If you love Passover, close your ears for a second…
YAAAYYY it’s done! we can eat bread again!
Ok. It’s out of my system.
Linzer Sables are fantastic. The fact that they involve water, flour, and a nice long baking time is just icing on the cake. I’ve always loved Linzer Torte — that fantastically dense and buttery torte made of almond flour and filled with black raspberry jam — and these cookies share those rich, buttery, nutty flavors, but they’re lighter, crispy, and compact. They’ve also got a fair amount of spice, and I like to add some orange zest, which I find really binds the flavors together. If you’ve got a scalloped cookie cutter, use it to make these cookies look more decorative (and sprinkle them with confectioners sugar for some extra zing.)
Traditionally, linzer sables are filled with black raspberry jam. I took this recipe from my go-to cookbook, Dorie Greenspan’s Baking, From My Home to Yours — and she suggests apricot as another possibility. Sure, you can be sophisticated with your apricot jam. I was always a red lollipop person myself, so I stick with the raspberry.
Whatever your jam of preference, linzer sables won’t let you down. Enjoy, and to all you passover celebrators out there, happy chametz!
- 1 1/2 cups finely ground almonds, hazelnuts, or walnuts
- 1 1/2 cups all-purpose flour
- 1 1/2 tsp. ground cinnamon
- 1/4 tsp. salt
- scant 1/4 tsp. ground cloves
- 1 tsp. orange zest, finely ground
- 1 large egg
- 2 tsp water
- 1 stick unsalted butter, at room temp
- 1/2 cup sugar
- 1/2 cup black or red raspberry jam
- confectioners’ sugar for dusting, optional
- whisk together ground nuts, flour, zest, spices, and salt. Using a fork, stir the egg and water together in a small bowl.
- working with a stand mixer, beat the butter and sugar together at medium speed until smooth, about 3 minutes, scraping down the bowl as needed. Add the egg mixture and beat 1 minute more.
- Reduce the speed to low and add the dry ingredients, mixing only until they disappear into the dough.
- Don’t work the dough much once the flour is incorporated. If the dough comes together but some dry crumbs remain in the bottom of the bowl, stop the mixer and finish blending the ingredients with a rubber spatula or your hands.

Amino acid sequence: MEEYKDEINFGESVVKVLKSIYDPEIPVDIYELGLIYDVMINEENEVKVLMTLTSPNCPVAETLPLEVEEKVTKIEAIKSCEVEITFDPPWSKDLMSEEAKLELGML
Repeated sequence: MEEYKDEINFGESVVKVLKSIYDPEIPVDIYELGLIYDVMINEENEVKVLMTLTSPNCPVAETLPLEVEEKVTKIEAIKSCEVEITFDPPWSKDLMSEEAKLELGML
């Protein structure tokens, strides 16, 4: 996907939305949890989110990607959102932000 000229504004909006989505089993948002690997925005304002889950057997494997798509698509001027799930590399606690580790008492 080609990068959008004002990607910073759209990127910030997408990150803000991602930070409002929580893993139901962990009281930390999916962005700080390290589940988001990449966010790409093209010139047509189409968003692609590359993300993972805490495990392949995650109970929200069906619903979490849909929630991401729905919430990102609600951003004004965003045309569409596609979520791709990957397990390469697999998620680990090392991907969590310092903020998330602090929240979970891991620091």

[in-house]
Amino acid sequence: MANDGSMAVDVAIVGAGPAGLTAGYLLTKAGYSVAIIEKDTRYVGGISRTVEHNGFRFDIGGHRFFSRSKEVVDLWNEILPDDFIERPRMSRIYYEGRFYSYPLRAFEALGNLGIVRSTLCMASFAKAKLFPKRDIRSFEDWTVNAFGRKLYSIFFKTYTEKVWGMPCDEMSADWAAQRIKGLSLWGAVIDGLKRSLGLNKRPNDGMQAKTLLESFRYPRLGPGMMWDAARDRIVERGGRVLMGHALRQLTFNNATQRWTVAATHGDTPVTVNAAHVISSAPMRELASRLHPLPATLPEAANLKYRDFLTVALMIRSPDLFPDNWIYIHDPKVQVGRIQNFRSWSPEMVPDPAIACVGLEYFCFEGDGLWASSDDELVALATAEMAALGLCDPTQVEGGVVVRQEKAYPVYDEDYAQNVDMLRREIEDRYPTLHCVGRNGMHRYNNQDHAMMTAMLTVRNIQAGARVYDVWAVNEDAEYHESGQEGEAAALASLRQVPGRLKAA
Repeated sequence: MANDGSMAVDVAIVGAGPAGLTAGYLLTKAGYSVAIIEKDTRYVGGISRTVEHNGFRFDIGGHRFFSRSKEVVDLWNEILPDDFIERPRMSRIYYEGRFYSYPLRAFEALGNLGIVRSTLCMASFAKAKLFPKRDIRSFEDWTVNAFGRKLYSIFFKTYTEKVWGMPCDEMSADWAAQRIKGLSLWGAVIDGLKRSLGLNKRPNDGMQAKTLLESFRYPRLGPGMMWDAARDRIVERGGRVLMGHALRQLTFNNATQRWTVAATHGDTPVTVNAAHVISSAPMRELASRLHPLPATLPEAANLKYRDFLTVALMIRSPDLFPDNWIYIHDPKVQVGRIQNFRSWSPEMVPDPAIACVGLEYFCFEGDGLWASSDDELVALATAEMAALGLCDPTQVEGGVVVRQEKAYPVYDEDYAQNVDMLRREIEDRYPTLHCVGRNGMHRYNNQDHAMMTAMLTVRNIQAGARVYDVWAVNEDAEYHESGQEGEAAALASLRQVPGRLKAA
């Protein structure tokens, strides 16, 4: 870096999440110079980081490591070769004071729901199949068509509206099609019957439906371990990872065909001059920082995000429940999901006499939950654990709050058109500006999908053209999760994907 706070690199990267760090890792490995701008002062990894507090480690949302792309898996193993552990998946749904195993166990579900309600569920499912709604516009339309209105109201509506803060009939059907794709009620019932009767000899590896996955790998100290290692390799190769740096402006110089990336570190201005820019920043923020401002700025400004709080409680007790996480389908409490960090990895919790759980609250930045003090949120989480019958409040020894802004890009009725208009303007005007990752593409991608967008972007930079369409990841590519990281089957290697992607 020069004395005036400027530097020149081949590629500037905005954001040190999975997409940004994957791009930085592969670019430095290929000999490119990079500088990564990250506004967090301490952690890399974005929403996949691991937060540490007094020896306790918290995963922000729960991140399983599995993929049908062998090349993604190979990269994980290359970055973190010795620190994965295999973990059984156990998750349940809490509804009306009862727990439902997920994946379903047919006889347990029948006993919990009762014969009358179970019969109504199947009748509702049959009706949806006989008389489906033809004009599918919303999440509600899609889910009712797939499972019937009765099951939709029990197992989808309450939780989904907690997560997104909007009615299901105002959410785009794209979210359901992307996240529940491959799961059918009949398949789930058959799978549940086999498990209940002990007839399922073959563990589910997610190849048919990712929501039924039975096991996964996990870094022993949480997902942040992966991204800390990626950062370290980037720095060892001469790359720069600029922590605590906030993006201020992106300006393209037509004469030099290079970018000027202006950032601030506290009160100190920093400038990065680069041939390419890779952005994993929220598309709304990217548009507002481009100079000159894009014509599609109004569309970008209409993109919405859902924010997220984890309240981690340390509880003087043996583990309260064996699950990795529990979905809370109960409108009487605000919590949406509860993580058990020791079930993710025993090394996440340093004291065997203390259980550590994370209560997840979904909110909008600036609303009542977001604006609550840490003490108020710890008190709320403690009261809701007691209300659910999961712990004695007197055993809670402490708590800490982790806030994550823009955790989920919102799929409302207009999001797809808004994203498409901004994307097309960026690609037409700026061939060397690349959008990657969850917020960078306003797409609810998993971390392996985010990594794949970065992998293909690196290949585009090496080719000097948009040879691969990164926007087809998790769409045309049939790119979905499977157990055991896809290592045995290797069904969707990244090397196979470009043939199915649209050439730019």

- Divide the dough in half. Working one half at a time, flatten the dough between two pieces of wax paper, then roll into a disk about 1/4 of an inch thick.
- Leave the dough in the paper and repeat with the second piece of dough.
- Transfer the wrapped dough to a baking sheet or cutting board and refrigerate it until it is very firm, about 2 hours in the fridge or 45 minutes in the freezer.
- Center a rack in the oven and preheat to 375.
- Line two baking sheets with parchment or silicone.
- Peel off the top sheet of wax paper from one piece of dough and, using a 2-inch round or scalloped cookie cutter, cut out as many cookies as you can. Use the end of a piping tip or something else small to make the peephole cutout.
- Bake the cookies from 11-13 minutes, or until the cookies are lightly golden, dry, firm. Transfer the cookies onto a rack to cook at room temp.
- Once all cookies are baked, take 1/2 tsp of jam and put on the center of half the cookies; top with the other cookies, and immediately before serving, dust with powdered sugar sprinkled through a sieve.
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I don’t want one. I want several! 🙂
These look beautiful!
These are just absolutely gorgeous!!
they look so beautiful and delicate!
apricot jam does taste very good in those – try it one day 😀 & you can even buy cookie cutters that do the stapling – at least in austria you can buy those
I would love to make the linzer sables, but I don’t understand what “1.2 cup of sugar is”?? I have never seen a measurement expressed in this way. Can someone clarify???
Hey Donna — I meant half a cup, sorry! Hope you’re well.